16 April 2013

UX London - 6 highlights

UX London saw the convergence of inspiring veterans and fresh new designers.  Concepts as diverse as Big Data, humility, abundance and the "Internet of Things" were ever-present, and  experience was described as an ecosystem of multiple events and touchpoints running across many devices, places and moments in time.

Here are just a few highlights from some of the UX leaders at companies like IDEO, Facebook and Intel who shared their insights at UX London...

1> Spot desire paths and adapt to them

Tom Hulme from IDEO kicked off the three-day event by drawing inspiration from urban design.  His target was the "desire path" (those undesigned human-made paths through a landscape made by repeated use) and their ability to trace unanticipated human intention.  He sees analogs throughout digital design and urges designers to look for them.
 "As designers we can have a vision for what a product is, but the truth is how it's used."  
He also checked the tendency for design to become product self-centred, reminding us that as UX designers we are only "injecting a small experience into people's lives.  We have to remember the bookends of that experience.  We have to design the way people leave our products more carefully.  We have to design for that bigger journey."

2> Providing and managing abundance

Abundance got the spotlight when Julia Whitney of the BBC described her experience leading the first truly digital olympics.  They had to prepare for an astounding 2,500 hours of live video covering 302 events delivered to four screen-size categories and all in a way that felt cohesive and met diverse user needs.  Their success was in planning, testing, synthesising and providing simple and effective user control.   Rio, here they come.

3> Test first to go lean  

Jeff Gothelf, author of Lean UX (see the UX Magazine contest to win the book), emphasised that Agile UX is about iteration, starting small, and testing first.  He suggested we start calling requirements "assumptions" to better frame an environment of ongoing testing.
"You have to fail to learn.  If your organization doesn't embrace failure, how can you get it to do so?"
He shared examples of organizations that wasted months of time and millions of dollars on building untested assumptions that failed once launched.  He showed how even lightweight testing using email, small samples and simple prototypes can keep projects lean, agile and user-centered.

4> Launch first, fix later 

Paul Adams of Facebook took a radical approach: His view was that we can't hope to predict what will happen in the real world once our product is out there, so we should build and launch as quickly as possible.  In this way a launch becomes a test which leads to the next iteration.

"Because you can never predict social behaviour, you need to build and ship as soon as possible"

He also described the ways in which the internet, once built around pages and files, is being rebuilt around people.  He noted that people are managing information overload by turning to other people: their friends (and sometimes experts).

5> Products that are desperate to be used

Simone Rebaudengo easily gave the most entertaining talk of the event as he discussed an utterly eccentric and possibly inspired approach to designing more sustainable products.  As the only speaker who targeted the resource problem posed by an increasing "internet of things" I was refreshed by his lateral thinking.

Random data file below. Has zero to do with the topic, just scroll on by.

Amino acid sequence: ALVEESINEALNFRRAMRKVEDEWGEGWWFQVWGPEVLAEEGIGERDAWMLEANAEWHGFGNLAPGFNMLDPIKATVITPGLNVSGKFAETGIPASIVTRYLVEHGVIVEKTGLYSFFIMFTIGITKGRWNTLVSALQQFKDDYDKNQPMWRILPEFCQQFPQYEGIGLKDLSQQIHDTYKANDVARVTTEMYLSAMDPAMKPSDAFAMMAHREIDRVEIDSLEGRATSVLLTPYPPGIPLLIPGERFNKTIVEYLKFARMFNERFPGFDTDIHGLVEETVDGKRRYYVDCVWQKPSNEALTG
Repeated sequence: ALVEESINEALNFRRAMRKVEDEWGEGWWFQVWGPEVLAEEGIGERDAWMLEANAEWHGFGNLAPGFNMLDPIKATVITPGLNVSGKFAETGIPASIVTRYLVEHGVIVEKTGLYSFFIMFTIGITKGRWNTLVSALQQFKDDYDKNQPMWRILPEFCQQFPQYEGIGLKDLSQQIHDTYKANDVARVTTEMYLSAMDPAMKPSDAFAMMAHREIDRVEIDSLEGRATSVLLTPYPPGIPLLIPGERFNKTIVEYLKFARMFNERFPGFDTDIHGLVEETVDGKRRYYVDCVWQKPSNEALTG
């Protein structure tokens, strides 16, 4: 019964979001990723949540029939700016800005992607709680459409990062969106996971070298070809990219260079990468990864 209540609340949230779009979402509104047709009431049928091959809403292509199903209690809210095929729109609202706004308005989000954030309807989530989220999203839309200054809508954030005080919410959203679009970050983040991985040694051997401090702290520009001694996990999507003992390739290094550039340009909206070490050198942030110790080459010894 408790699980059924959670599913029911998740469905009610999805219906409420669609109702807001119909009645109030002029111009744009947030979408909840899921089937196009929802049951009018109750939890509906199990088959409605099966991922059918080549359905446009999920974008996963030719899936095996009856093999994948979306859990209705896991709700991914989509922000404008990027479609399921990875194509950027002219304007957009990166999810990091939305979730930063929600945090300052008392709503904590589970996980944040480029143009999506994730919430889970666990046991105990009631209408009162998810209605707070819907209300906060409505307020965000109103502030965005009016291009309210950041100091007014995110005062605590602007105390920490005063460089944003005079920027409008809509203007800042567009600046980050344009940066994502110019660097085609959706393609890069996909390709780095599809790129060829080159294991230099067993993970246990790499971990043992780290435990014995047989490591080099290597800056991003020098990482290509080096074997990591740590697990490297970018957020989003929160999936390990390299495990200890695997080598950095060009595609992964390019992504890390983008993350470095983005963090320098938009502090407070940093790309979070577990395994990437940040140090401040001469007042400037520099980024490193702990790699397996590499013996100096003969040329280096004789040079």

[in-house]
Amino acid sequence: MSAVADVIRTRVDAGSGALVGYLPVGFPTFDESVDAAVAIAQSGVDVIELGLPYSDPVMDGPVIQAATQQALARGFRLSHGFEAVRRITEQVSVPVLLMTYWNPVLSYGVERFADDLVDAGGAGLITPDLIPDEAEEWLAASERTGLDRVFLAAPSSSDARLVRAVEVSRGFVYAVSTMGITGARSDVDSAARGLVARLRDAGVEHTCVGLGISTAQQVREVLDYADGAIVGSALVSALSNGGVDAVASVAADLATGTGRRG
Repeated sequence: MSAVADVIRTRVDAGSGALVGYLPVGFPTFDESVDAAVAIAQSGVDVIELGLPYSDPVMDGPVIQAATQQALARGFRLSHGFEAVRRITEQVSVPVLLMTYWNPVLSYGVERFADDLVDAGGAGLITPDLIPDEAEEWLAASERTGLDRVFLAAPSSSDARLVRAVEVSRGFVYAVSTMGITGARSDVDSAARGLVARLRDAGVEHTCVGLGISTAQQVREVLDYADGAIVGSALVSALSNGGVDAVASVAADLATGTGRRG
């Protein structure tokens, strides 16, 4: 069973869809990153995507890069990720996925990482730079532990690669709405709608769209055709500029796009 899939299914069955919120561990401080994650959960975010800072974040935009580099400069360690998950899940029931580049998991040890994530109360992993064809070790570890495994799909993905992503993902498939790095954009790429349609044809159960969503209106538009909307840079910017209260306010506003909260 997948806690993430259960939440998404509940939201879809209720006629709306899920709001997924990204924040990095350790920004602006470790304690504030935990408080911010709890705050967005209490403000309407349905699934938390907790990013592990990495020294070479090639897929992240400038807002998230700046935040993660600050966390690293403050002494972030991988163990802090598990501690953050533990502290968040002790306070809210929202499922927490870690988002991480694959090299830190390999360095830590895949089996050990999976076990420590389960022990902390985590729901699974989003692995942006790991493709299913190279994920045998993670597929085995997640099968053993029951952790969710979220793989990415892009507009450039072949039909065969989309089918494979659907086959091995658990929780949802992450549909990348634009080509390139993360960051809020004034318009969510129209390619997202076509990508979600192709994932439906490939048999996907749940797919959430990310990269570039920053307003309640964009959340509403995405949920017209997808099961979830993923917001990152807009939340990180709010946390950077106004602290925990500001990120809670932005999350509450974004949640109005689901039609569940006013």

"New possibilities come with new responsibilities and complexity"

What if people didn't own products, but hosted them?  What if those products were desperate to be used? What if unused products could leave your for someone better--someone who needed them more?  His example, Brad, a toaster that was programmed to love being used, stars in this top-notch demo video...  Watch it, it's worth it.

6> Understand tech anxiety

The stand-out talk for me was given by Genevieve Bell, renowned Australian athropologist and director of experience research at Intel.  She took us on a time travelling adventure through the "archeology of anxiety about technology".  Her goal? To better understand why we're so worried about machines taking over the world.   According to Bell there are two stories that always get told about new technology: the singularity and the terminator (the machines either create utopia or enslave and murder us).
"The stories we tell ourselves about our technology shape the way we develop that technology." 
From the original Luddites and the publicaiton of Frankenstein to the invention of radium and Blade Runner we have seen humanity react with both fear and wonder as our technologies have gradually claimed territory previously considered exclusively human.

With the advent of automatons in the 18th century, machines could suddenly look and act eerily like living beings.  In the 19th century they became capable of doing work and replacing our livelihoods (enter the Luddites).  In the mid 20th century, technologists showed us machines could think, possibly even more effectively, than human beings.  More recently, the idea that they could experience feelings brings even more questions about what it means to be human into view.

According to Bell, anything which threatens to change any of the following will always trigger fear:
  • Our notion of time and space
  • Social order and social relationships
  • Our notions of self and others 
She left designers with no small challenge...
"Most technologies are accompanied by two stories: Fear and wonder...those are the things you have to chart when you want to think about what it takes to make a good experience."